The New York Cannabis Growers & Processors Association (NYCGPA) provided formal comments on the state’s proposed hemp and CBD regulations, using the opportunity primarily to advocate for hemp flower in the commercial market.
The state of New York released its regulations in October, charting a course toward clarity on how CBD may be used in food, beverages and dietary supplements. Smokable hemp flower, however, was left off the table. For the NYCGPA, this is a sticking point.
“The ability for farmers to access multiple streams of commerce for the products that they grow provides a key mechanism to diversify income streams in an already tight margined business,” according to the comment. “Hemp flower is among the most popular and fastest growing segments of the CBD market, and the prohibition cuts off the only practical and lucrative avenue for growers. By preventing retailers from carrying hemp flower, farmers must rely on selling directly to processors at a significantly reduced per pound basis than if they sold flower.”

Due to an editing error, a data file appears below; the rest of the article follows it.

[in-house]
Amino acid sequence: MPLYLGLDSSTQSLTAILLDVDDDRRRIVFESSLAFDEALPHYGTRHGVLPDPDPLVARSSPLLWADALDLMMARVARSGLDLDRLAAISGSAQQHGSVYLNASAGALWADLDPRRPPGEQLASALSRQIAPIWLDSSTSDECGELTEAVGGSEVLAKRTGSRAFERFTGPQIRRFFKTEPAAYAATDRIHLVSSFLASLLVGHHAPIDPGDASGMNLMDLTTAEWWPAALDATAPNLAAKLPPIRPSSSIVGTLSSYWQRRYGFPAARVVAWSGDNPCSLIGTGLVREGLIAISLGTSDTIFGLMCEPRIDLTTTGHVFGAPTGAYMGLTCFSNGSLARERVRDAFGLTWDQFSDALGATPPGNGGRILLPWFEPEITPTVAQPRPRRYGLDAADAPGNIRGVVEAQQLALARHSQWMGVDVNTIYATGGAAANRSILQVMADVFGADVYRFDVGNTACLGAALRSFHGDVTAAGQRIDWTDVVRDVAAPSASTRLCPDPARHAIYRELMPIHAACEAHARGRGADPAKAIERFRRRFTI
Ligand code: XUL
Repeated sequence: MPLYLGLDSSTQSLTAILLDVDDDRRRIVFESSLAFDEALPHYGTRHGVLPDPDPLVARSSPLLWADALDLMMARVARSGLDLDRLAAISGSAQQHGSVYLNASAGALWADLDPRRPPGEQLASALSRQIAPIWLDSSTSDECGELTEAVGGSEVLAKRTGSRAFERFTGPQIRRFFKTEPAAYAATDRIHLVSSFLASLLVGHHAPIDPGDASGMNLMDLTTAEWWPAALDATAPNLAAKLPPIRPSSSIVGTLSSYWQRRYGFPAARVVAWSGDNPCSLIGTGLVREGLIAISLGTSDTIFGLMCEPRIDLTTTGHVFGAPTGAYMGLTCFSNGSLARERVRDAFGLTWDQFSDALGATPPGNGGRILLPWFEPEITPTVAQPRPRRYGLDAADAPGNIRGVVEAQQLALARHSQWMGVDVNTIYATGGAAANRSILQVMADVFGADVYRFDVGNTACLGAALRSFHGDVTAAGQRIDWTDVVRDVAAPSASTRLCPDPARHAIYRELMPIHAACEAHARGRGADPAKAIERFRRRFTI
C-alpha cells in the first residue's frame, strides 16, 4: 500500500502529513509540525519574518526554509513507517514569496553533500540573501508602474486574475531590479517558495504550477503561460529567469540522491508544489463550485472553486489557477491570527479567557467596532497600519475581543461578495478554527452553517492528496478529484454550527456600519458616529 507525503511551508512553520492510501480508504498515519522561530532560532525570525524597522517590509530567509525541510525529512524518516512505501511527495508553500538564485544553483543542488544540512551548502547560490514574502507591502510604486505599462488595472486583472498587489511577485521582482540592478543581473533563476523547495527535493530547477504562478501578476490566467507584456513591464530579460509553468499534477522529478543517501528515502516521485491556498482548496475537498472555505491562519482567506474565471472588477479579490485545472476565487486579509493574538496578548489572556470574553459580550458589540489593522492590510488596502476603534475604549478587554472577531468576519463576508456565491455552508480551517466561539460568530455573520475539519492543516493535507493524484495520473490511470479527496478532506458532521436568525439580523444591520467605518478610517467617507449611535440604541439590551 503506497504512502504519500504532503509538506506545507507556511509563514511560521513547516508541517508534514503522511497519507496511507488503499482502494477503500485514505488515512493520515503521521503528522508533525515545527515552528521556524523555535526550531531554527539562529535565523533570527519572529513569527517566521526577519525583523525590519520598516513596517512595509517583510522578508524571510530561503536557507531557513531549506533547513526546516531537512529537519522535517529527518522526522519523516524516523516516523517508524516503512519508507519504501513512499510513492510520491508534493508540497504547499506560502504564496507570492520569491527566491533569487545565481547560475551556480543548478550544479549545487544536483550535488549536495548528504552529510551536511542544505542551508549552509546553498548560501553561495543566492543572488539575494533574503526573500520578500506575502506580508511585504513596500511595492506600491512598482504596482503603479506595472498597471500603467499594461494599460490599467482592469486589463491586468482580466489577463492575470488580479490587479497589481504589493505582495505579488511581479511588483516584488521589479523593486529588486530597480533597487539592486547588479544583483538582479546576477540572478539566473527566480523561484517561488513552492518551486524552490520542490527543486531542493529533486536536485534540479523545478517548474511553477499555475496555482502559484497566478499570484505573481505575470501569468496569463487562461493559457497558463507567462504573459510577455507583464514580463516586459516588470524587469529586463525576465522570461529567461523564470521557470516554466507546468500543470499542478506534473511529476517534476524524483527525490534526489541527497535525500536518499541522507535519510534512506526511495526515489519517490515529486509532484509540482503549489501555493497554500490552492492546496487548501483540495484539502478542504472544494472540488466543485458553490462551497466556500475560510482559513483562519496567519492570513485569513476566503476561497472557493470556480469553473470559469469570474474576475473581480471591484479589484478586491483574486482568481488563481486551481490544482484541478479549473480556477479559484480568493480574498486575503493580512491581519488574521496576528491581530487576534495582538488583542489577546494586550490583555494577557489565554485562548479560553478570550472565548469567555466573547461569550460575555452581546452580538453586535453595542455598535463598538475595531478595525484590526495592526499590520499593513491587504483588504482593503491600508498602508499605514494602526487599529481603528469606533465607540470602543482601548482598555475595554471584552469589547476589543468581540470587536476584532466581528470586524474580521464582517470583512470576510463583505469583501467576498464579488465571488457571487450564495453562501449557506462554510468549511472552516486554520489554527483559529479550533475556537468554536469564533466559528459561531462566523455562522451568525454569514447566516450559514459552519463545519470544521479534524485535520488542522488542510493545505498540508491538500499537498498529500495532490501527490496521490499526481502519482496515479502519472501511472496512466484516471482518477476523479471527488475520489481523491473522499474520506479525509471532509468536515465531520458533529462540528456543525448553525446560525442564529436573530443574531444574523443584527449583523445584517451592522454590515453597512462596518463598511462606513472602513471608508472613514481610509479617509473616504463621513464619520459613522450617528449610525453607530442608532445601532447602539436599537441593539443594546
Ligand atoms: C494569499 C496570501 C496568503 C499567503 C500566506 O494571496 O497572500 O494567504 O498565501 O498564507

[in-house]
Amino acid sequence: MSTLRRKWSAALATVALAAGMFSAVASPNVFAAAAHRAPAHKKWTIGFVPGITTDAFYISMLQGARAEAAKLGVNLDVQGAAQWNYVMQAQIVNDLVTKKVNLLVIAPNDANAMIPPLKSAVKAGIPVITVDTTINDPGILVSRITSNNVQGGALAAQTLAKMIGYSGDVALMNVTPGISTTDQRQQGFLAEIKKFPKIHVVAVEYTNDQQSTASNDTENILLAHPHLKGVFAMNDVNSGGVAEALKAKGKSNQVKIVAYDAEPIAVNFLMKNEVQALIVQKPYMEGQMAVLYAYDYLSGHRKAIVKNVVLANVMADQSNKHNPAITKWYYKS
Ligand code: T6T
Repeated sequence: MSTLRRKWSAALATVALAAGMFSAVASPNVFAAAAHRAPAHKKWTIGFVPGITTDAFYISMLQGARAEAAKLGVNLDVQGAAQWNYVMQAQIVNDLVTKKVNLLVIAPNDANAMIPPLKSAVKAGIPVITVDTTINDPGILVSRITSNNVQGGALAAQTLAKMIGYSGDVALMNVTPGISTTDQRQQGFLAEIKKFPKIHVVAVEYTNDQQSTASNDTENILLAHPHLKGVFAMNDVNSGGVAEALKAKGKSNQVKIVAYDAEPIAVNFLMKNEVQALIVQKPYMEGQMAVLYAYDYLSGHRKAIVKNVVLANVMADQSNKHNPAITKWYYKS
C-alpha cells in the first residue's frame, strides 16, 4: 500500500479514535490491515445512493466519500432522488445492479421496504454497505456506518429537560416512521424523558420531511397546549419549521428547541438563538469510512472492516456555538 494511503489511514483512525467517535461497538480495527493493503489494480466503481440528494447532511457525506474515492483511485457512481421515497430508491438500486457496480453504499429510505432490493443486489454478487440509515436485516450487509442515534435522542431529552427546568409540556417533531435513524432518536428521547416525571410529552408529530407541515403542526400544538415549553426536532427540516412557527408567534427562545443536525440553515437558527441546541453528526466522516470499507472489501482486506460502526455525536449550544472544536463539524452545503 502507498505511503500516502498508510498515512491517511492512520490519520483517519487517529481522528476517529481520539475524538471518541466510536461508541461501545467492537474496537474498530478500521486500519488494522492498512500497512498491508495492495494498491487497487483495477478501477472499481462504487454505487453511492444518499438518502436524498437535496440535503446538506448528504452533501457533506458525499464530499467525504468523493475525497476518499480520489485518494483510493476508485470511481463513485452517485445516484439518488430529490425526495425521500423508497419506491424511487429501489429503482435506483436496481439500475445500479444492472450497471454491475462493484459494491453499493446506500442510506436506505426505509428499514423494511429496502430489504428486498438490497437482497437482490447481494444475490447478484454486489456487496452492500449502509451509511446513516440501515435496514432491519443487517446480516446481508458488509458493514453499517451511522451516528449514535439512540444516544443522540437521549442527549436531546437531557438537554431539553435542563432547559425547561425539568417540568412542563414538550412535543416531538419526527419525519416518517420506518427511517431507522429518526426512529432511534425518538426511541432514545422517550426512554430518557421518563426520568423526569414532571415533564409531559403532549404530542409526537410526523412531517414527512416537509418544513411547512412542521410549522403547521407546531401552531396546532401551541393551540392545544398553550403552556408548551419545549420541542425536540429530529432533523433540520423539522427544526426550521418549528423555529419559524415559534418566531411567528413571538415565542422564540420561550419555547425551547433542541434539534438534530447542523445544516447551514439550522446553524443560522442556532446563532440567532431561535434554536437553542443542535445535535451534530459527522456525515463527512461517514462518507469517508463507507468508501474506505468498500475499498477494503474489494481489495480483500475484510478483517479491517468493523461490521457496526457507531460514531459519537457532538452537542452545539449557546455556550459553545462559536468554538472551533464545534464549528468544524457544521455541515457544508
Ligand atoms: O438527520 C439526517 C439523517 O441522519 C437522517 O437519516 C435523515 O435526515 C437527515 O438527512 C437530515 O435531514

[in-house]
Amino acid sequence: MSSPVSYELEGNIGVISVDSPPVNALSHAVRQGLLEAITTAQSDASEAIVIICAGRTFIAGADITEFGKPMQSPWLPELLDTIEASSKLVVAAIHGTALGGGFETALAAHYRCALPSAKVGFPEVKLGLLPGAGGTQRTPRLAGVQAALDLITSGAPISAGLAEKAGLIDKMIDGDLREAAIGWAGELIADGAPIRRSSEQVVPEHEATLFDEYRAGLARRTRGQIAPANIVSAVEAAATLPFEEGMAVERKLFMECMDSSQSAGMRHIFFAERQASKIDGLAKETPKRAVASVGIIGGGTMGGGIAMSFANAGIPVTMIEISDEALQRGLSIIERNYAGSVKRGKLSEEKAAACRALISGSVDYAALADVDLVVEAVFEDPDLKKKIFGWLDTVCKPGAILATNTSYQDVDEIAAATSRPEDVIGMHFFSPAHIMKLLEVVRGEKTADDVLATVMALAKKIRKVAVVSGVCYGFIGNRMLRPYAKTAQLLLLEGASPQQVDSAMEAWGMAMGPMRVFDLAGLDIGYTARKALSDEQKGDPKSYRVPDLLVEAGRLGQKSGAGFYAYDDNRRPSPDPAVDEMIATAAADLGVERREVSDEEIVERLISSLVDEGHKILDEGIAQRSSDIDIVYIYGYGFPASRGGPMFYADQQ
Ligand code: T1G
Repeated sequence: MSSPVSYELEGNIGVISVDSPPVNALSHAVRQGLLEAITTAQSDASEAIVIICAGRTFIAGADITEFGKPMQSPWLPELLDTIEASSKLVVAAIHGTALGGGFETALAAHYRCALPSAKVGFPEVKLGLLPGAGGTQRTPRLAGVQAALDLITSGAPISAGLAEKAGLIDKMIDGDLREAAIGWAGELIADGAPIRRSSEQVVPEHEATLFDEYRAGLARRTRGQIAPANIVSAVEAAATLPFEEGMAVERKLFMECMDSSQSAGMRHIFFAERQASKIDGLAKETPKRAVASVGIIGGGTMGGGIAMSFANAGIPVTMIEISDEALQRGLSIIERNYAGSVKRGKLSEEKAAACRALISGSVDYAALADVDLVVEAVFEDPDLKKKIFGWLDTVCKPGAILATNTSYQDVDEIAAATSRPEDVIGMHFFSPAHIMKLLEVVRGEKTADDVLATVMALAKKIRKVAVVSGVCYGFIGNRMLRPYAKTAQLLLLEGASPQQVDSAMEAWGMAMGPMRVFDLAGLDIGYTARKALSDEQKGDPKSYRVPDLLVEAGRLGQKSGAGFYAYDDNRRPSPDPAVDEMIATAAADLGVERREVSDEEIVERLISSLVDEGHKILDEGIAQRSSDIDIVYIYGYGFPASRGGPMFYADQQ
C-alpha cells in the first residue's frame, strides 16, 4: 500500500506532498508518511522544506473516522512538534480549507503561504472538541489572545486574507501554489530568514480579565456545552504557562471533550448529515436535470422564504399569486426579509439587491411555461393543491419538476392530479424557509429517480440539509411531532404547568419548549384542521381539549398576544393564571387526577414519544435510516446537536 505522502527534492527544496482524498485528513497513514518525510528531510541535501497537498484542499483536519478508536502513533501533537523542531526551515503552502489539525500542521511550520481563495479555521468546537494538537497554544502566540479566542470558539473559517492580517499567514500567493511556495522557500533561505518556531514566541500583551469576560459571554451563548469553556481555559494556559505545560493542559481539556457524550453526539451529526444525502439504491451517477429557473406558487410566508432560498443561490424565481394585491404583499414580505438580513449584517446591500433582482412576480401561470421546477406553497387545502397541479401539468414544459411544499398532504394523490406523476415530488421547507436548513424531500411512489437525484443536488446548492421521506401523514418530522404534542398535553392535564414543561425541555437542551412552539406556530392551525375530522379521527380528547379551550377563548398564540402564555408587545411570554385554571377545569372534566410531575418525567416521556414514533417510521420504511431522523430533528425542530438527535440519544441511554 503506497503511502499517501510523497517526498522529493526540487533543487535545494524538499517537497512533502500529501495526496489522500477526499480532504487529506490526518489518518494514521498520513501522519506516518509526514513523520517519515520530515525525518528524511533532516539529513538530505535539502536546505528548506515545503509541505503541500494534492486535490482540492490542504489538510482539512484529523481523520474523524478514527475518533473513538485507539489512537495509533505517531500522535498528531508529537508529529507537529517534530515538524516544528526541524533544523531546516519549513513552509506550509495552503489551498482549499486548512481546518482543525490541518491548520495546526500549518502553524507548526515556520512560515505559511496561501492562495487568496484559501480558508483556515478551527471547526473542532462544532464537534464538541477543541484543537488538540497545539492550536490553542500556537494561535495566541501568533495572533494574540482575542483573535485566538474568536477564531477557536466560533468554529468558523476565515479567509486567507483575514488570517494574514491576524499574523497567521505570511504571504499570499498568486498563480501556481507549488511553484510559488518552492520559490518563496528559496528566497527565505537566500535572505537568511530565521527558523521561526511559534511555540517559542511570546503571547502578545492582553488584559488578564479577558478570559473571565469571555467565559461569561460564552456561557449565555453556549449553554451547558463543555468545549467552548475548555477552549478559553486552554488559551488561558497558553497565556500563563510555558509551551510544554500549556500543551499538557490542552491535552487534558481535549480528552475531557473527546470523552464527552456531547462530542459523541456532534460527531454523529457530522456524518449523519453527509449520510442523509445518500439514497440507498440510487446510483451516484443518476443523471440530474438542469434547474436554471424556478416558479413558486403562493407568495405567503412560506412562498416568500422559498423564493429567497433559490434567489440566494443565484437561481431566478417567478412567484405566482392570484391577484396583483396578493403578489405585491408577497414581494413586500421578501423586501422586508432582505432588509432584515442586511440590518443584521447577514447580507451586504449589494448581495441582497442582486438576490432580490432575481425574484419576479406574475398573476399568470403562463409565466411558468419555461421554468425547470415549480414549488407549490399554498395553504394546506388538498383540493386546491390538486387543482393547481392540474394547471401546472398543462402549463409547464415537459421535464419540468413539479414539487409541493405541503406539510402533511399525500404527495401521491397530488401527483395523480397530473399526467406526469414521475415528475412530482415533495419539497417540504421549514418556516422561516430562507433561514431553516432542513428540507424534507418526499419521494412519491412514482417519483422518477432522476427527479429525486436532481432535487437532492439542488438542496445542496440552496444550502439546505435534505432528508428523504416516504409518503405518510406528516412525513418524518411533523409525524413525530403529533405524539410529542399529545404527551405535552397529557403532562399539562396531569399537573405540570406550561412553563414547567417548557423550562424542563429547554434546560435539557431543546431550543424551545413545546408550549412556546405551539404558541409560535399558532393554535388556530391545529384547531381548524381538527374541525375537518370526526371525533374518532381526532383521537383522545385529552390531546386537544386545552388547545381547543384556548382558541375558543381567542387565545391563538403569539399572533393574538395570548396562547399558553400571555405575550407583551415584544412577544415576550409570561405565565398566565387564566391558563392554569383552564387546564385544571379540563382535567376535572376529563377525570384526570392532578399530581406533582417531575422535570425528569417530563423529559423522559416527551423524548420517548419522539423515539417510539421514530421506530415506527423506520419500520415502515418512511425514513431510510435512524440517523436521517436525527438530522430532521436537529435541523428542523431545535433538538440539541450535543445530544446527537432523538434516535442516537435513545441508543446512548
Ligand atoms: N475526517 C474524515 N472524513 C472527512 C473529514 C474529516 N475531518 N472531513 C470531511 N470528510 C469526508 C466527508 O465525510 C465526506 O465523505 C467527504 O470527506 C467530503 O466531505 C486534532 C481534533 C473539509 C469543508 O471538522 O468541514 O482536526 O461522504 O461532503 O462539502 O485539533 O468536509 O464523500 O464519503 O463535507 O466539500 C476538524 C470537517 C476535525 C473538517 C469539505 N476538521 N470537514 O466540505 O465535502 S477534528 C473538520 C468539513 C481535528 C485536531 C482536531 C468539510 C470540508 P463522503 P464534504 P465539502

As a spokesperson explained in a message to Hemp Grower, the pillars of the NYCGPA’s comments include:
- Developing a policy that will allow the sale of flower in retail;
- Removing the state’s ability to cap THC in products lower than the federal limit;
- Overreaching label requirements that include THC warnings, font size minimums, a listing of minor cannabinoids, and marketing restrictions;
- Lowering license fees for retailers and processors and adding a license class for retails who do farmers markets and special events;
- Reducing the burden on retailers in regards to record-keeping;
- Removing the ban on transdermal patches;
- Creating the Hemp Working Group.
The public comment period ends this week.
“The governor and legislature in their wisdom saw an opportunity in this new industry to create direct input that will only enhance the regulations and develop the industry,” according to the comment. “The NYCGPA urges the [Department of Health] to create the working group to continue the dialogue and continue creating a world-class hemp industry for New York state.”